Thursday, September 23, 2021

KONGO (William Cowen, 1932)


Flint is a man whose dark soul is made of quartz, an amoral prehistoric paraplegic that debases and abuses those around him: when struck, his spark ignites a flame that burns hot and bright with sadistic glee. Walter Huston as the tyrant Flint gives it his all, a 100% performance of sweating, sneering and jubilant shouting despicableness that becomes contagious to the supporting cast. This may be the most brutal, savage and emotionally corrupt film of the Pre-Code era that spares no character from abuse. 

Flint is consumed by vengeance against Gregg, the man who stole his wife and crippled him 18 years ago. It’s not the damage to his body or masculinity that imbues him with hate: it’s the sneering image of his nemesis that holds dominion over his senses. So Flint captures Gregg’s infant daughter immediately after the affair, sees that she’s raised in a convent until adulthood then tricks her into tricks by becoming a prostitute until she is dragged to his compound deep within darkest Africa where he lords over the indigenous people. Ann is kept ignorant of her familial history and suffers ignobly, Flint the anti-Christ who turns her blood to brandy. A drug addled doctor stumbles into the story fleeing his own demons and felonies but soon finds salvation in the kind motherly hands of Ann. Together, they must escape the clutches of Flint who controls the native culture with mere magic tricks and simple illusions: he has become Chief of their religion which he weaponizes for his own cruelty.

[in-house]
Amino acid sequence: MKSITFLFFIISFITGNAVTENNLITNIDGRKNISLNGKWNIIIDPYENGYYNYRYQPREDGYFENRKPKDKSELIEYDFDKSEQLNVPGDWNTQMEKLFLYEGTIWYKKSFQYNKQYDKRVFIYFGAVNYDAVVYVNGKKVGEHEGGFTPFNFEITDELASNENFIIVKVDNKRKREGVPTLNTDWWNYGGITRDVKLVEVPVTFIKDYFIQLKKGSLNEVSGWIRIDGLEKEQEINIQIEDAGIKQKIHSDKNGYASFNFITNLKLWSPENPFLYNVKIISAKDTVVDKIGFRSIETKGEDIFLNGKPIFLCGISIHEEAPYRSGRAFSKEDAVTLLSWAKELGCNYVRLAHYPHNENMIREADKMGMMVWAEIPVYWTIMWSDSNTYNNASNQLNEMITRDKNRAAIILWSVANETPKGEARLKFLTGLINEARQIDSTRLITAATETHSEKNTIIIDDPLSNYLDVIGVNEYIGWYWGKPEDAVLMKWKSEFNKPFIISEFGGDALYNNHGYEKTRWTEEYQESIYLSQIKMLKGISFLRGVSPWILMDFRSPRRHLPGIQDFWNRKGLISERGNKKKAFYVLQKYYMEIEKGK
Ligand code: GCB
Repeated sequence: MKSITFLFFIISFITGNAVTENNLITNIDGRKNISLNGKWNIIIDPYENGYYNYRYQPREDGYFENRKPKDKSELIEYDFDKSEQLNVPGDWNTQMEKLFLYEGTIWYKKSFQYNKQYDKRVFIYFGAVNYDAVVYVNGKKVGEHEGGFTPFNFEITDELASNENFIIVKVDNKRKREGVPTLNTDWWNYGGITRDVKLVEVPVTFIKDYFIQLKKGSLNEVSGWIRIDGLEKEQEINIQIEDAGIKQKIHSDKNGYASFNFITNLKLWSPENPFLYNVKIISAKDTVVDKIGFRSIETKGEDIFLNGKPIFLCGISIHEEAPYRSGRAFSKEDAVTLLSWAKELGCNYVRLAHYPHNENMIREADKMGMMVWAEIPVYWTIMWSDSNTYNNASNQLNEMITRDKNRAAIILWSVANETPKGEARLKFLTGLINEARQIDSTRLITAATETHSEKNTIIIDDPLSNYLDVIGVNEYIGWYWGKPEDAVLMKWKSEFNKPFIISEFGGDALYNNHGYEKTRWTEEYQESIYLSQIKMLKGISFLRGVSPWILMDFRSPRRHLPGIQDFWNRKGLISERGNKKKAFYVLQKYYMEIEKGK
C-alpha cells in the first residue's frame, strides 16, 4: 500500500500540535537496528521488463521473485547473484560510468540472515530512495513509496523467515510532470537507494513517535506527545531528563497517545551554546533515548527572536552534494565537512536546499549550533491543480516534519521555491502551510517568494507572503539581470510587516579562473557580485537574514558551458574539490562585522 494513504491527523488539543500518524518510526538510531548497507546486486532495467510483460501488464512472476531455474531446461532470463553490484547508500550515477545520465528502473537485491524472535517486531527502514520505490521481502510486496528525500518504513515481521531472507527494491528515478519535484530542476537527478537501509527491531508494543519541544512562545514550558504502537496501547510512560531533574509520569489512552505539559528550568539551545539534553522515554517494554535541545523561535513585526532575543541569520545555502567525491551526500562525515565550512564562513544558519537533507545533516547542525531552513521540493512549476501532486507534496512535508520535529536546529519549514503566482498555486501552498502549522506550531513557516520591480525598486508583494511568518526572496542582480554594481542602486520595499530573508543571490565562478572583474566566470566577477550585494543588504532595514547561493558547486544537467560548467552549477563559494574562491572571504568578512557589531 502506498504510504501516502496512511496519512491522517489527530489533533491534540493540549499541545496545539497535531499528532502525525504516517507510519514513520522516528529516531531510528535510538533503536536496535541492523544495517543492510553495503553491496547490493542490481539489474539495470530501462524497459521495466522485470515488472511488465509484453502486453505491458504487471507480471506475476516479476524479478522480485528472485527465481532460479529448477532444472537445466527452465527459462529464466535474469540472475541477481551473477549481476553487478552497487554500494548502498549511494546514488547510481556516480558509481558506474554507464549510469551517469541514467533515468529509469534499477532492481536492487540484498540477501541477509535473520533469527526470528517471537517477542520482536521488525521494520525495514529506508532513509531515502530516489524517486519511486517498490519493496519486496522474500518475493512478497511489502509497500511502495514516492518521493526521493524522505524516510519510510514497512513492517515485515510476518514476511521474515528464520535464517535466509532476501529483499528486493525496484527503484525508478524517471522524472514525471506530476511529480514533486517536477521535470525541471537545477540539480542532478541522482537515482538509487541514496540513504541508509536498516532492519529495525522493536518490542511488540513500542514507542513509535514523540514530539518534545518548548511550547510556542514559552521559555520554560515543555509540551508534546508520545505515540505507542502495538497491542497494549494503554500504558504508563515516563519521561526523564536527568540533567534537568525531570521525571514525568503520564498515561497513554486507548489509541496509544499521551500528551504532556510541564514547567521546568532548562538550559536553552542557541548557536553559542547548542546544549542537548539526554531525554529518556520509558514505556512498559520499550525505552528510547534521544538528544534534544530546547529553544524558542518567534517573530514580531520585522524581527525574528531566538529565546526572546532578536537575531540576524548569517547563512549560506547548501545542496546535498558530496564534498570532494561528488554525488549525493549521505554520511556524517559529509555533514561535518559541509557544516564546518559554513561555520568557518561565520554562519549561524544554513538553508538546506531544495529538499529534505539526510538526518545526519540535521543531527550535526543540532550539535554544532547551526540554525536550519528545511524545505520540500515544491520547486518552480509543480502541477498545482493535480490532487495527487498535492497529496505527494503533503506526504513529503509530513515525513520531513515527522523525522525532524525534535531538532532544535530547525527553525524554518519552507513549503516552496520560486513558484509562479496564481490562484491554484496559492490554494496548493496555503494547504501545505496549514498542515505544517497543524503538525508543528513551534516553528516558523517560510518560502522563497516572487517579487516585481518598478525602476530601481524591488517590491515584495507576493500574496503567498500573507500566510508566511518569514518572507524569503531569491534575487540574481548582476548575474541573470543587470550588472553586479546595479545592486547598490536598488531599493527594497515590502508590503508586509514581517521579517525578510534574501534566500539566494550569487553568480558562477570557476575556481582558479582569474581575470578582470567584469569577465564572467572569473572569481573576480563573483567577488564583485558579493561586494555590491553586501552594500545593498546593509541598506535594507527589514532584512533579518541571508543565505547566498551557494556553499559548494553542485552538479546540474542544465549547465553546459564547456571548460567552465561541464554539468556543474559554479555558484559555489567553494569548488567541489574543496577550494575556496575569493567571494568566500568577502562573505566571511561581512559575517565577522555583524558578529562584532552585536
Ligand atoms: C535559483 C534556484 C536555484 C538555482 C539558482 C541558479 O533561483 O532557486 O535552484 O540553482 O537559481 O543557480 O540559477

The film is a product of its time (as all Art is, I suppose) and depends upon racist caricatures of the African natives as lesser beings easily deceived by the white man. Even the depiction of natives ingesting white powder (sugar) being the tool of submission is a not-too-subtle metaphor concerning the “whitewashing” or subsumption of their heritage. But the film also depicts the slave-owners, both Gregg and Flint (and their cohorts) as abominable “snowmen”, an unflattering mockery of white entitlement run amok. Flint’s inhuman sidekick is a violent chimp whose tendencies are chained to his master (though he gets the last laugh). There are shocking scenes of human sacrifice where a screaming woman is burned to death, feral sexuality, drunken moral squalor as the doctor writhes in pain and ecstasy amid a native orgy, the Doc submerged in a pool of leeches and Flint grunting his animalistic commands as a god-like wraith. He even undergoes surgery without anesthesia by chomping on a cigar: it’s the doctor who drinks the brandy!

Flint suffers the unkindest twist in the final act, both morally and physically, yet Walter Huston is able to impose a modicum of empathy towards his character. Ann and her good doctor transcend the light-at-the-end-of-the-tunnel by finding the very end of the tunnel but one wonders what shadows will be cast by secrets known...yet untold.

Final Grade: (B+)